Glen Michael was a feed to Jack for many years. From Devon, Glen would take a lot of stick being in virtually a 100% Scottish Show and this was built into the sketches themselves, where he would stumble over Scottish expressions. It gained Glen a lot of respect and he remained with Jack to the very end. Today Glen still broadcasts on SAGA 105.2fm Radio. This and the following year's Summer Season, of Jack Milroy Shows were the most popular and continually booked up shows in the Tivoli's history, with que's really going 'right around the block'. The atmosphere at the Tivoli was never the same after these shows finished and no matter how good, whoever followed them never stood a chance. I attended the last shows of both these seasons and have never seen anything like them since and all the artists who appeared with Jack are still remembered today by myself and theater going Aberdonians of that period. The spell really wasn't broken until Scottish comedian, Johnny Beattie came along, but in spite of that and the fact that other Summer Shows had successful seasons, none ever ran the length of time that Jack's did. Alex Finlay and Calum Kennedy continued to pull them in until TV kept audiences at home on cold winter days.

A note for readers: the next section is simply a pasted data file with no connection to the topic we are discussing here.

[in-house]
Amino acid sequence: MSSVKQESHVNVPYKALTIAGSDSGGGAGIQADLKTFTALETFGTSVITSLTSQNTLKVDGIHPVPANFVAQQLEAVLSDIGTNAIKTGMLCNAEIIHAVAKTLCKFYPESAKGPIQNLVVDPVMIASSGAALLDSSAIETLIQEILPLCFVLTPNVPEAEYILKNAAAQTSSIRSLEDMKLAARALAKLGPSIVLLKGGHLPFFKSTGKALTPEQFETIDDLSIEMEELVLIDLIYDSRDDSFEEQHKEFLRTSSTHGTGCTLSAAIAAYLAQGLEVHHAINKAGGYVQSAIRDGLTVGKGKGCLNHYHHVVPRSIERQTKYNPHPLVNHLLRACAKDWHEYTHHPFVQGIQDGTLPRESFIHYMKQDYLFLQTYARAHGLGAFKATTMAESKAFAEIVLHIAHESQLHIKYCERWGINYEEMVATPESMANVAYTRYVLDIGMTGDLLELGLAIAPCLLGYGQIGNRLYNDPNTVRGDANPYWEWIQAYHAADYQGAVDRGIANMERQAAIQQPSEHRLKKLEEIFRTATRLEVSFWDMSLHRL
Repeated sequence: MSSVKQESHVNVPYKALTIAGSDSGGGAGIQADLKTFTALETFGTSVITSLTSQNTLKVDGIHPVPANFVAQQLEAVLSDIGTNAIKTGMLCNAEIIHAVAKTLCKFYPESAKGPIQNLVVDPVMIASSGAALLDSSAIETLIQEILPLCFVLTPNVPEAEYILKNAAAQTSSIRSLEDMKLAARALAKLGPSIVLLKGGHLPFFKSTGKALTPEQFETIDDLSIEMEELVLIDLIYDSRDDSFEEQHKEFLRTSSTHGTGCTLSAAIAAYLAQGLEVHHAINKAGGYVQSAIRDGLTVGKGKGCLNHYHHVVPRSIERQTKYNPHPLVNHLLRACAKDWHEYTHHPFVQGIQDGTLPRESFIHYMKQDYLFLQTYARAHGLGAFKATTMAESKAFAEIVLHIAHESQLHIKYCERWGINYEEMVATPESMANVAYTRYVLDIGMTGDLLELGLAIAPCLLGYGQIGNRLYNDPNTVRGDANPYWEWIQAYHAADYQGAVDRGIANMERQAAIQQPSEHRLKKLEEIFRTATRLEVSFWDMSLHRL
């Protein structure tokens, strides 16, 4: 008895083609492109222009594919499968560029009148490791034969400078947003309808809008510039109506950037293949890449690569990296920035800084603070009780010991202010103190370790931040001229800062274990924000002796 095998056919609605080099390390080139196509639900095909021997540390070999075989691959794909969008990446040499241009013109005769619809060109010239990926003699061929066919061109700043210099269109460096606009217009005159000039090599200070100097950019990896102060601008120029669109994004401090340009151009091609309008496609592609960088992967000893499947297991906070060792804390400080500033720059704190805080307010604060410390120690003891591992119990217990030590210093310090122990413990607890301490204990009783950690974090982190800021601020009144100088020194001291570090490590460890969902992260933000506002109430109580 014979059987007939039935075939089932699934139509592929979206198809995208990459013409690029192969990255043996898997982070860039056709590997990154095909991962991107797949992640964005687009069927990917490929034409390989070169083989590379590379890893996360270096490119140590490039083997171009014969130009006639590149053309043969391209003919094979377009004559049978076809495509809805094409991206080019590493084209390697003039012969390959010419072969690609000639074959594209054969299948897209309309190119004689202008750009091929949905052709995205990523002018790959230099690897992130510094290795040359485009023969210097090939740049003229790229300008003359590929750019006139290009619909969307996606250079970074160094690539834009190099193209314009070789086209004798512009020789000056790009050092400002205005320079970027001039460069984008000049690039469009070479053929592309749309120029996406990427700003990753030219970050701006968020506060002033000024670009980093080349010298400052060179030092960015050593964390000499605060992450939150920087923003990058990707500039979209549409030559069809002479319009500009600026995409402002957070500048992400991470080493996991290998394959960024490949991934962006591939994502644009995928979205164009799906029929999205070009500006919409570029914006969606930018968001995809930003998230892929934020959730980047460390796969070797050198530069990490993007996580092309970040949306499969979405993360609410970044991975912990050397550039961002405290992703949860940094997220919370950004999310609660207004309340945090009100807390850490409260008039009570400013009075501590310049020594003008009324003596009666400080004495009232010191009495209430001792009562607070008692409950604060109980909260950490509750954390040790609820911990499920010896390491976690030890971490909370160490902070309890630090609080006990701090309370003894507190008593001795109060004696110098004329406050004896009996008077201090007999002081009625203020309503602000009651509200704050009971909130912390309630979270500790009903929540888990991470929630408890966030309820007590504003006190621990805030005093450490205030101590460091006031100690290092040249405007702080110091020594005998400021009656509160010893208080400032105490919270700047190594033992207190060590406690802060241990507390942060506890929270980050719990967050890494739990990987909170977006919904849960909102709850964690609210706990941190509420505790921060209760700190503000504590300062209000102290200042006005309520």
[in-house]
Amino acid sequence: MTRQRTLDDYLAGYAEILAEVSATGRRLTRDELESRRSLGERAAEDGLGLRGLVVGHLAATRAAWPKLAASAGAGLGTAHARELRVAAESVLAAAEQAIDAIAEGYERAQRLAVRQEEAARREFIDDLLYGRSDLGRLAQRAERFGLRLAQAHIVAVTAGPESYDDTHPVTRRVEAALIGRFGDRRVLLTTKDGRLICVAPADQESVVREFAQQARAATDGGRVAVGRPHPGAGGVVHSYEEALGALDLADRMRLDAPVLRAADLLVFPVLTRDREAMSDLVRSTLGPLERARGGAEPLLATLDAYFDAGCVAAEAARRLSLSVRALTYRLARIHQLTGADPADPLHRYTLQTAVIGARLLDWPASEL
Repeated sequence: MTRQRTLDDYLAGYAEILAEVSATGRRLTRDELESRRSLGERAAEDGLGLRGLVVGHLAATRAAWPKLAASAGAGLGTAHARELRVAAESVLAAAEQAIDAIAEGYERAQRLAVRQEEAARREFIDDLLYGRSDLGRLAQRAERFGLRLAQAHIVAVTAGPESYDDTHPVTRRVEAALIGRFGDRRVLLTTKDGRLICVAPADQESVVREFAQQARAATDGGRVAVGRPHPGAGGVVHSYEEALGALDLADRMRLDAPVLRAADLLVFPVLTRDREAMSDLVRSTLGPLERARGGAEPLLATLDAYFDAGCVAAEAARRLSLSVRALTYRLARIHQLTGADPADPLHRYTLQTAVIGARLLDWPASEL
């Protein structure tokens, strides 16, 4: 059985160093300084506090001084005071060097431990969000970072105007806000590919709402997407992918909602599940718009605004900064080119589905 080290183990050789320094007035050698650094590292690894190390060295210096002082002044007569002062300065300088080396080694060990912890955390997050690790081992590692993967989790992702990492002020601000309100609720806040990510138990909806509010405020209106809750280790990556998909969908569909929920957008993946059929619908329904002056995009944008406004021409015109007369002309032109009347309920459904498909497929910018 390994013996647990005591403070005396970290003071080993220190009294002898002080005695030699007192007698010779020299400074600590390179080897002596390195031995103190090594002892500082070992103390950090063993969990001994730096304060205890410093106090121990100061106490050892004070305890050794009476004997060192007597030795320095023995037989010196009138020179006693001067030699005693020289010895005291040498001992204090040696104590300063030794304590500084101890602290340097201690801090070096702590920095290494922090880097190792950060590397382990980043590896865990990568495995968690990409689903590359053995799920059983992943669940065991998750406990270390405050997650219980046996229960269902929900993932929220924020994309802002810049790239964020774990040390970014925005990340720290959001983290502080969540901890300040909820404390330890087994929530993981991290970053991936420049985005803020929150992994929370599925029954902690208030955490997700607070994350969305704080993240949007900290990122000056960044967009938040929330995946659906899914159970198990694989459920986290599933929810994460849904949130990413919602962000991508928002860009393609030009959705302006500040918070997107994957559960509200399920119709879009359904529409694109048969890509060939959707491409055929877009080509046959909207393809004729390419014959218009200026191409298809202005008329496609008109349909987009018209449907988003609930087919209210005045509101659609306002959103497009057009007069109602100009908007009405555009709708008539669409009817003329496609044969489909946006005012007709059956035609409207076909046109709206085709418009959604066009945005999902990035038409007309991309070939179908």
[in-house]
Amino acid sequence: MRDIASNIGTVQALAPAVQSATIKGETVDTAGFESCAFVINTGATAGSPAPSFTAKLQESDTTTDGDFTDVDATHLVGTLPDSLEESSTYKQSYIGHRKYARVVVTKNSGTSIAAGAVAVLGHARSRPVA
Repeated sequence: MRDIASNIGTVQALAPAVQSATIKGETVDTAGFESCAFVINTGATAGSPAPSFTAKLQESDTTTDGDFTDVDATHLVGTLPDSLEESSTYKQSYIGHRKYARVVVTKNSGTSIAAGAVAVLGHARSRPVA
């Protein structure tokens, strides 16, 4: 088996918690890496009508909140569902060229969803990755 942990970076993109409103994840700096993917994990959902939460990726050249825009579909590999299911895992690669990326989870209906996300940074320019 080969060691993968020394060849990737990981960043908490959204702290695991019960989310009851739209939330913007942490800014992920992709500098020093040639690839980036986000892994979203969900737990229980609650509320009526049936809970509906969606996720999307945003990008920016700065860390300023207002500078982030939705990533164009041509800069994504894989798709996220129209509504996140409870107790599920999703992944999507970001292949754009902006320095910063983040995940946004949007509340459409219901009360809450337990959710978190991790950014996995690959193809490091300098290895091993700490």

Among other stars who appeared at the Tivioli included Ronnie Parnell & Marie Ashton, The Scott Boys, Alan Beal was a very fine clarinetist and all round musician, no variety show was complete without its row of pretty Chorus Girls. These were regular dancers from the Moxon Dancing Group, Arthur Spinks (Accordionist). Arthur went on to become one of Scotlands well-known accordionists, Clark and Murray, Calum Kennedy and many more.
The Tivoli became a Bingo club until the late 90's and today stands empty, but protected as a listed building. Attempts have been made to reopen it as a theatre but never come to anything. Over the last few years it has been opened to the public during the once a year 'Public Building' days, when guided tours of such buildings are in operation. Outwardly the building is looking rather forlorn and will only ever receive a fresh coat of paint should it reopen as an entertainment venue. Perhaps it will glow with bright lights and laughter again, stranger things have happened!
What was it like actually working at the Tivoli! Like any job it had it's up's and down's, but on the main it was a happy place where serious work had to be carried out to quite strict time scales. On a Monday you started at 8.30am and because the previous week's show had to be dissolved and everything prepared for the new show, it was a long day, not getting finished until around 11pm and two performances later, with just a break between Midday and 5.30pm. Monday to Saturday. The Union did gain us a 'day off'' but you still had to go in at 8.30 in the morning until midday. In the case of certain props, that search started the week before. A football was required for one show and you couldn't go out and buy just any football! a trip to Aberdeen's Pittodrie Football ground and a request for a lone of a football is what it took. Of course, Pittodrie got a plug during the show and in the programmes and the local team 'The Dons' received a cheer from the audience, so everyone was happy. Similar dealings were agreed between numerous shops and businesses in the city.